And when the last shift at the coal face finally drew to a close at Kellingley Colliery the emotion felt by all clocking off was painful and all to vivid for those assembled.
As 1pm approached, a steady stream of workers clocked out for a final time.
Poignantly their last steps in an industry which many have worked in for decades took them past a poster simply reading ‘the last pit: closed for business’.
Some shook hands with their fellow workers in what the men described as “the final handshake”.
One, alone, simply said “done”.
For 50-year-old locomotive driver Paul Hine, it was an end to three generations of mining.
Mr Hine has worked in the industry for 34 years, following in the footsteps of his father and grandfather.
He started in Woolley Colliery before moving to Kellingley 28 years ago.
Mr Hine said: “It’s been an emotional day for all of us, shaking hands with colleagues and friends that we will probably never see again.
“I never thought I would see this day in my working career. I knew one day it would end but I didn’t think I’d see it.
“If the government announced that they wouldn’t be burning coal any more, I think we could take it better.
“But knowing they will be burning imported coal just down the road for up to 10 years is a real kick in the teeth.”
Sadness was the expression on his face as he left the building for the last time.
And it was the emotion felt by many of the men as they struggled to come to terms with the reality that today marked the end of deep coal mining in the UK.
Simon Coward, 40, a fellow locomotive driver who has spent more than 20 years in the coal industry, said: “We don’t want to believe it. We have known it was coming but we have put it to the back of our minds.
“When it actually comes around, even though you know it’s happening and it’s here, it’s still a shock.”
Mr Coward, who started his career in Selby in 1995, before moving to Kellingley in 2004, said the was one of high emotions.
He said: “It’s pretty surreal but the lads have just got on with it as they always have. It’s a sad day for us all but we all pull together in this industry and that’s what we always have done.
“We’ve done the job for us and not for them. Everyone has walked out with their heads held high.”
Richard Dobrowolski, a mine official who took voluntary redundancy from the doomed pit 16 months ago, returned today to say a last goodbye to his co-workers.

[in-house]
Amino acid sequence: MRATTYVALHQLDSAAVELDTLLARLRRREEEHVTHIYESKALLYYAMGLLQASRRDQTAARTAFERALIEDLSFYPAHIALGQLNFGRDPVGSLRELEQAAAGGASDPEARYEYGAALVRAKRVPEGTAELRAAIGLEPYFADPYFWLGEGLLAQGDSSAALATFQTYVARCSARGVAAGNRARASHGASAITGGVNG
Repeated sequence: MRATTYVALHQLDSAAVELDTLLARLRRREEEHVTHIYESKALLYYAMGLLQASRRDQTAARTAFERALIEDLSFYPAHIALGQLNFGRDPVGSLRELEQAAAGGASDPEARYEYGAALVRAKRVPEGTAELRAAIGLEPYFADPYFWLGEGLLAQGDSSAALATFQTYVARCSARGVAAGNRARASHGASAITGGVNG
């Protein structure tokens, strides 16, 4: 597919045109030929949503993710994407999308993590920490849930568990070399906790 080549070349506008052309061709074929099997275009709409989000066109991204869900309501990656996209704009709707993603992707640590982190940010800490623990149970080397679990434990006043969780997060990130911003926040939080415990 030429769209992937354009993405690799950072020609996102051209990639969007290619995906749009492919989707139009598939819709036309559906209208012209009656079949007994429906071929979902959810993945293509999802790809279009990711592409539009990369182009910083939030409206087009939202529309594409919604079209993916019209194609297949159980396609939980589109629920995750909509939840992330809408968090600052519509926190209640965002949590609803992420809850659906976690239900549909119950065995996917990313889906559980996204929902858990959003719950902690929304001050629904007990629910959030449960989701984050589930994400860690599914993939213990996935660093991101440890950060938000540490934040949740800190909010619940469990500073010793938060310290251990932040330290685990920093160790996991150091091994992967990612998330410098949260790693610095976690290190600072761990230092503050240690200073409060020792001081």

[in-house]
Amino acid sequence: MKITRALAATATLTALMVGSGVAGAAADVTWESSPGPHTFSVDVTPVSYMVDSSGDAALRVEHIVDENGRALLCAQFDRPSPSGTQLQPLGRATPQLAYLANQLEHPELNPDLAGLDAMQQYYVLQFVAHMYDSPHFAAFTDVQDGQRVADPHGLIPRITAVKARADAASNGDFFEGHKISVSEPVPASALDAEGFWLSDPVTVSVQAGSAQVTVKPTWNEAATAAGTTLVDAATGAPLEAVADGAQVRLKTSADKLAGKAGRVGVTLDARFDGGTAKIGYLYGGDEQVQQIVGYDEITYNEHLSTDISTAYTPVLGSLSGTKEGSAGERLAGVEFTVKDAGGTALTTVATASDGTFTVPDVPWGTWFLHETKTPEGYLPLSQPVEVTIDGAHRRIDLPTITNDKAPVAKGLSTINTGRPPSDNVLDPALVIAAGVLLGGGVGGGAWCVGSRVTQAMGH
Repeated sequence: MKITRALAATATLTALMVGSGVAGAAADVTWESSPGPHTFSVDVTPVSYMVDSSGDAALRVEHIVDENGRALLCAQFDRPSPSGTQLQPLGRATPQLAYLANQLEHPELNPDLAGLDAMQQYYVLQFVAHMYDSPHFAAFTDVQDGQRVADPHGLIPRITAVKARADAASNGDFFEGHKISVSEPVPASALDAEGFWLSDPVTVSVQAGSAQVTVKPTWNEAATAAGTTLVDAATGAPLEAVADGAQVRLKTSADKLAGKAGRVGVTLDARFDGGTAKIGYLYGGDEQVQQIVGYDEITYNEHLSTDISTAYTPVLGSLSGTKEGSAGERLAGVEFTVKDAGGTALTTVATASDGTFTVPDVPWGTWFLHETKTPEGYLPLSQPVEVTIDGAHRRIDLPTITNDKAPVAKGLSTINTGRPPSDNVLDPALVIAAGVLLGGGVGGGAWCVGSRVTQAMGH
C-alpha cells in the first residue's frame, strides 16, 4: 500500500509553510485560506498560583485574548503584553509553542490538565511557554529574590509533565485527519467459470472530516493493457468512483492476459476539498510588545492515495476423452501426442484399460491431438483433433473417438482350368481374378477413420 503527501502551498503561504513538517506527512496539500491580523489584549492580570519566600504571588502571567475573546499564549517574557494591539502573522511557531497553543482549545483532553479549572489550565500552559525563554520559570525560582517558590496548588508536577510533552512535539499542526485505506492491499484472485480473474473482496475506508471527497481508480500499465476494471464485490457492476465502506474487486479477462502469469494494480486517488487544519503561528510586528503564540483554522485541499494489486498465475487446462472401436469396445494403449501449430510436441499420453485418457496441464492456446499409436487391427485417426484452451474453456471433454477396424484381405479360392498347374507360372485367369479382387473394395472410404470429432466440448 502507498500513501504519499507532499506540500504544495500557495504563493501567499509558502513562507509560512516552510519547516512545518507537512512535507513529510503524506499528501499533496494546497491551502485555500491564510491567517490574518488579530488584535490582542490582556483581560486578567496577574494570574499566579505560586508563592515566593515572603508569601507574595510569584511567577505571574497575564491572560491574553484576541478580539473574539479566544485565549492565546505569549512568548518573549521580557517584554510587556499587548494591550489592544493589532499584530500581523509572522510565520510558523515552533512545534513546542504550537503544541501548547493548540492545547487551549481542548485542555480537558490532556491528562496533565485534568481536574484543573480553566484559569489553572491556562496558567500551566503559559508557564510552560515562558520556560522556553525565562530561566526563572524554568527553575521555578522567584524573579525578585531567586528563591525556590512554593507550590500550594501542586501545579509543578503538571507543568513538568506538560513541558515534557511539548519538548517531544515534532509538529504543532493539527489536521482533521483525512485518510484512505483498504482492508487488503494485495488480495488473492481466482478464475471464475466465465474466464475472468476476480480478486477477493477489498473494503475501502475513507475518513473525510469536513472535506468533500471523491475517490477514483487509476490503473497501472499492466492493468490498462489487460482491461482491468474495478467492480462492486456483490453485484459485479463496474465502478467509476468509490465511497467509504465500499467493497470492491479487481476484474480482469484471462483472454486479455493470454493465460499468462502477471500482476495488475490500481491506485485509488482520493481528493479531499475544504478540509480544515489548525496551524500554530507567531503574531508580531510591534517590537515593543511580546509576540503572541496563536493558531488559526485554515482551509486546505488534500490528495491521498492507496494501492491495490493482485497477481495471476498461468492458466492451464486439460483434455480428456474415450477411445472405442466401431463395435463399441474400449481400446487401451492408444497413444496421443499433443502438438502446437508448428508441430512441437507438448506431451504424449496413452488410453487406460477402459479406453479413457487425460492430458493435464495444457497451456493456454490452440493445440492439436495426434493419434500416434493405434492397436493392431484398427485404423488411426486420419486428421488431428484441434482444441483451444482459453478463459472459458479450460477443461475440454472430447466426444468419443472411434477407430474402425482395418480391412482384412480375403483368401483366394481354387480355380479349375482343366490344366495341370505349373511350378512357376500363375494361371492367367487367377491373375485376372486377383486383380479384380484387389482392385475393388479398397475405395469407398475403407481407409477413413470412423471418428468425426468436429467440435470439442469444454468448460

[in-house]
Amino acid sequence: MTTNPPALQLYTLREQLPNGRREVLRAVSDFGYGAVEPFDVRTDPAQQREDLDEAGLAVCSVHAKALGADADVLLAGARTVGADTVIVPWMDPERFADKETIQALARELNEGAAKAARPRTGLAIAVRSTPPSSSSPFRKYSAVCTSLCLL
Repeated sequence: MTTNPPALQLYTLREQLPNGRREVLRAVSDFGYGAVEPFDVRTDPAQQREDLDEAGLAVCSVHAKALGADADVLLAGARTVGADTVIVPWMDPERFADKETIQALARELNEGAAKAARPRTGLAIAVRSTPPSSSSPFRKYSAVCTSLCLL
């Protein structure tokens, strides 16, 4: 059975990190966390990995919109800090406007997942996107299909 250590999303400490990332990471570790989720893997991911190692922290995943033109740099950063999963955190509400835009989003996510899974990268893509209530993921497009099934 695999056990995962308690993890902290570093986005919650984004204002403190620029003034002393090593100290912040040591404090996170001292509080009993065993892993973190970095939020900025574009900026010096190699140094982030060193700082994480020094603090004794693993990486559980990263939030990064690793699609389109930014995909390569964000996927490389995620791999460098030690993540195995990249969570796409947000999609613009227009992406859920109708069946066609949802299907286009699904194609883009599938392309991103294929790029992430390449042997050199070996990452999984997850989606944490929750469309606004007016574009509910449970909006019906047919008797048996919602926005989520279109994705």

Behind a tough exterior, the emotional farewell reduced some of them to tears.
Mr Dobrowolski, 59, said: “I worked in this pit for 35 years and it has a special place in my heart.
“I always said I’d come back on the day it shut.
“People are laughing and joking but in the mines it is an upsetting day, especially for those who have been here most of their lives. There have been tears among grown men.”
John Marshall, who has spent four decades cutting the coal at Kellingley, said the hardest part to take was the loss of the close-knit coal community.
He said: “The most difficult bit is knowing you aren’t going to see a lot of your friends again, people you see each day. We have stood with each other until the end, with our final handshakes and final goodbyes.”
Keith Poulson, branch secretary for Kellingley NUM, said the miners were angry because they believed the closure was unnecessary.
He said: “I feel disappointed, I feel angry and, more importantly, I’ve seen my colleagues come off the last shift and you can see the anger and frustration that’s in their faces. They feel bitterly let down and disappointed.
“There was a market for our coal, coal will still be burned at Drax power station for the next 10 years or more, and that’s what’s angering a lot of these men.
“If there was no market out there to burn our coal at power stations, they would understand it, but there is and that’s ridiculous.”
Prospect, the union representing managers at Kellingley, accused the Government of failing to provide enough support to help staff retrain or seek alternative employment.
It said the workforce believes Kellingley has been thrown on the “industrial scrapheap” even though it still has ample reserves.
Mike Macdonald, a spokesman for the union, said: “We are proud of the hard work and engineering expertise of our members who have successfully delivered the last coal face in Britain under challenging physical and financial conditions. Everyone at Kellingley should be congratulated as they have met the managed closure plan safely.”
Shaun McLoughlin, the mine manager, said it was a “sad day” and thanked the miners for their “hard work and determination” and the Board of UK Coal, which owns the colliery, described the closure as a “historic moment”.
It said the UK owed “a debt of immense gratitude to those who have done so much to help power this country over many decades”.
Kellingley began production in 1965 and its closure will complete a two-year closure plan for the UK’s deep mines, implemented by UK Coal with financial support from the Government.
The company said the closures follow a long period of difficult trading conditions, largely due to low international coal prices.
UK Coal will oversee the run-down of the pit before the site is redeveloped.
After the end of the Second World War there were almost 1,000 collieries employing up to a million miners, making the industry a powerhouse and major employer in communities across Britain.